The last remaining one public pay telephone in NYC was stripped away from a roadway near Times Square, signalling the end of an era.
On Monday morning, a crane operator pulled the historic coin-operated telephone booth from its sidewalk location at 7th Avenue and West 50th Street, biding a public farewell.
According to the New York Post, the phone booth’s removal completes NYC’s almost decade-long effort to replace pay phones with LinkNYC kiosks, which are offering free wi-fi and domestic calling, allow people to charge their mobile devices, as well to make 911 and 311 calls, among other amenities.
The president of the borough of Manhattan, Mark Levine, who was present for the removal of the last pay phone, expressed his optimism that the replacement will provide more fair technological access for New Yorkers. He also stated that the lengthy fixture’s disappearance was bittersweet.
“I won’t miss all the dead dial tones, but gotta say I felt a twinge of nostalgia seeing it go,” he said.
The mayor’s office issued a request for proposals in 2014 under previous Mayor Bill de Blasio for what to replace pay phones with. The mayor’s office stated that the goal was to replace outdated technology with new infrastructure that provided free public WIFI 24 hours a day, seven days a week.
The CityBridge company’s bid to establish a LinkNYC system was picked the same year the request was made, and in 2016, the municipal government began replacing pay phones with the new LinkNYC stations.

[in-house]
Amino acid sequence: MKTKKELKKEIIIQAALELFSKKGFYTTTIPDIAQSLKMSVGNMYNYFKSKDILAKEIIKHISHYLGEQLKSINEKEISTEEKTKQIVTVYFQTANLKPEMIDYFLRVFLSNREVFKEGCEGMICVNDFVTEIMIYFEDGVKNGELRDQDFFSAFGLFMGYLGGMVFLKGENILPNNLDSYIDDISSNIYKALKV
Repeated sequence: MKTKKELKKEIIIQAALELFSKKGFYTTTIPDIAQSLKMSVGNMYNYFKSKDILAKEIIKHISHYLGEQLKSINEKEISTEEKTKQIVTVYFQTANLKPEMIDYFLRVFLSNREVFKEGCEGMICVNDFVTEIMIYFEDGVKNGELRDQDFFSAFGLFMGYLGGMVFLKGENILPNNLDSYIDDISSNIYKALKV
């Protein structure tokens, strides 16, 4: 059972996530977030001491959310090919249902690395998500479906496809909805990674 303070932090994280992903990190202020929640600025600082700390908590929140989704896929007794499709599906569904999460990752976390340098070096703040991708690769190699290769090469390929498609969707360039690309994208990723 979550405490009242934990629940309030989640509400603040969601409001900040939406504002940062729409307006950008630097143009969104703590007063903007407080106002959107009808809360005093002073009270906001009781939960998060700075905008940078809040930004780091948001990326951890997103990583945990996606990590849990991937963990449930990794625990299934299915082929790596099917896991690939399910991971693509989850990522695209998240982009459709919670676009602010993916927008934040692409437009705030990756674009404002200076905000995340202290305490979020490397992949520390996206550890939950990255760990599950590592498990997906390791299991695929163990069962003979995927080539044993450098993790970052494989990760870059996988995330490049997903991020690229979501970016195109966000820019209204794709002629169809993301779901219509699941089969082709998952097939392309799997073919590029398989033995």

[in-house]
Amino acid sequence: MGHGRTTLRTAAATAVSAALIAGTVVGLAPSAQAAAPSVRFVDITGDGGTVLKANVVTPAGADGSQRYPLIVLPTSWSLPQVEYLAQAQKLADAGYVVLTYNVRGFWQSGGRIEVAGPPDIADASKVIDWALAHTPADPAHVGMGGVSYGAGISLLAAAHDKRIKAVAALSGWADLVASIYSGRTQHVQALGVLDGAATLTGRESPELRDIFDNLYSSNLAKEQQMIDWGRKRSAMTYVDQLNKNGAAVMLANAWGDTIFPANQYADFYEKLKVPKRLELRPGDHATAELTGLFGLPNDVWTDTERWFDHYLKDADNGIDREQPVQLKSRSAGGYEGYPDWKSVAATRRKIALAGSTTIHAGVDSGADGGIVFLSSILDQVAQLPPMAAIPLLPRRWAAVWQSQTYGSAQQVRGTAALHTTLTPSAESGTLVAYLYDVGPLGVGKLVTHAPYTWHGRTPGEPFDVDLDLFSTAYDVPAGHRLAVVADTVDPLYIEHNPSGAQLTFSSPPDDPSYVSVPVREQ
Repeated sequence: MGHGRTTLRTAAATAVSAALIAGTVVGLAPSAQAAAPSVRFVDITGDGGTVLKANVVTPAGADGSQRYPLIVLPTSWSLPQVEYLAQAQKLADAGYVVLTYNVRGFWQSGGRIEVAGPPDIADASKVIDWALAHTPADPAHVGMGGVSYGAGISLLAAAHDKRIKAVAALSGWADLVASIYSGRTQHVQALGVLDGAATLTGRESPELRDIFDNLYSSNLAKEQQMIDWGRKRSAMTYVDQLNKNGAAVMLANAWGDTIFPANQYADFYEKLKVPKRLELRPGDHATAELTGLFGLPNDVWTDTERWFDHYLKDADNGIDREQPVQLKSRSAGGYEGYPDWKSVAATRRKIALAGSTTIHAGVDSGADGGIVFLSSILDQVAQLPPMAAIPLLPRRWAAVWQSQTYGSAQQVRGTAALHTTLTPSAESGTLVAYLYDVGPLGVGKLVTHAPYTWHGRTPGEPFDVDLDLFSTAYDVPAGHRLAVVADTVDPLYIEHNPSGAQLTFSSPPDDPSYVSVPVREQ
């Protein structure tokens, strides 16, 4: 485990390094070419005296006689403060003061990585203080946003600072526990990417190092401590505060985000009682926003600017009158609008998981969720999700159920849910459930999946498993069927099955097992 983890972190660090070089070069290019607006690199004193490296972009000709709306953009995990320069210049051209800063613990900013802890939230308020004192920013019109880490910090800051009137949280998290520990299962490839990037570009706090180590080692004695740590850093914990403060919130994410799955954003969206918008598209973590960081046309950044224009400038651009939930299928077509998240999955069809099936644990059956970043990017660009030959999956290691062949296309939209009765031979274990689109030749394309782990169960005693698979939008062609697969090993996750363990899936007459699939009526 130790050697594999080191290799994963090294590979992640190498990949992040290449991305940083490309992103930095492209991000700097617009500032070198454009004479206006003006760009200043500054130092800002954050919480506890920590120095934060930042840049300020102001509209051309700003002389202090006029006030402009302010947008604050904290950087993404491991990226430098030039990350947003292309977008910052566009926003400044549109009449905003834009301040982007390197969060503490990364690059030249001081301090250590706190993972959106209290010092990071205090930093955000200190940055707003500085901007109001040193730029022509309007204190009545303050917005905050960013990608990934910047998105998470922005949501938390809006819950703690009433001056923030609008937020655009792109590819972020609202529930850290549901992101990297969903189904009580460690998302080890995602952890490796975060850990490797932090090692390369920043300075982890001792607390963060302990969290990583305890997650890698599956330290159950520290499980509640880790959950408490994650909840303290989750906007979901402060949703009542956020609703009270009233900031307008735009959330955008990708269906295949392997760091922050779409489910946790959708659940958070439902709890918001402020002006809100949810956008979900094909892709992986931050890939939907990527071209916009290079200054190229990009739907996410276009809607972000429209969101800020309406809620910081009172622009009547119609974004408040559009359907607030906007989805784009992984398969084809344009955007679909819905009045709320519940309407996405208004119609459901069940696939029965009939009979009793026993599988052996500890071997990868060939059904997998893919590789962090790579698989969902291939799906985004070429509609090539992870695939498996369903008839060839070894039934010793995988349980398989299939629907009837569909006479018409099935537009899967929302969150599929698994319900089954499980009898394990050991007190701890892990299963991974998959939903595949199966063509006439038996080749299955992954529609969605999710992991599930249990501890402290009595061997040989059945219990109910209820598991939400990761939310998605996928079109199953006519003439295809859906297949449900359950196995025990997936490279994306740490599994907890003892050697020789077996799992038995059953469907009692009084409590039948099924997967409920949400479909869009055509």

By 2020, most of the city’s outdated pay phones would have been scrapped, and over 7,500 public coin-operated telephones have been replaced with around 2,000 LinkNYC kiosks.
The pay phone that was taken from Midtown will be collected by the Museum of the City as a piece of history from a time when cell phones were commonly utilised. The exhibit “Analog City: NYC B.C. (Before Computers)” debuted this past Friday and will include it.
The deactivated pay phone was New York City’s last city-owned public pay phone. There are a few private pay phones on public property that are still operational. Along West End Avenue on the Upper West Side, four enclosed phone booths have been permanently spared from demolition.
“Just like we transitioned from the horse and buggy to the automobile and from automobile to the airplane, the digital evolution has progressed from pay phones to high-speed wi-fi kiosks to meet the demands of our rapidly changing daily communication needs.” Stated by City Commissioner Matthew Fraser and reported by CNBC,
The preceding is a summary of an article that originally appeared on The Blaze Media.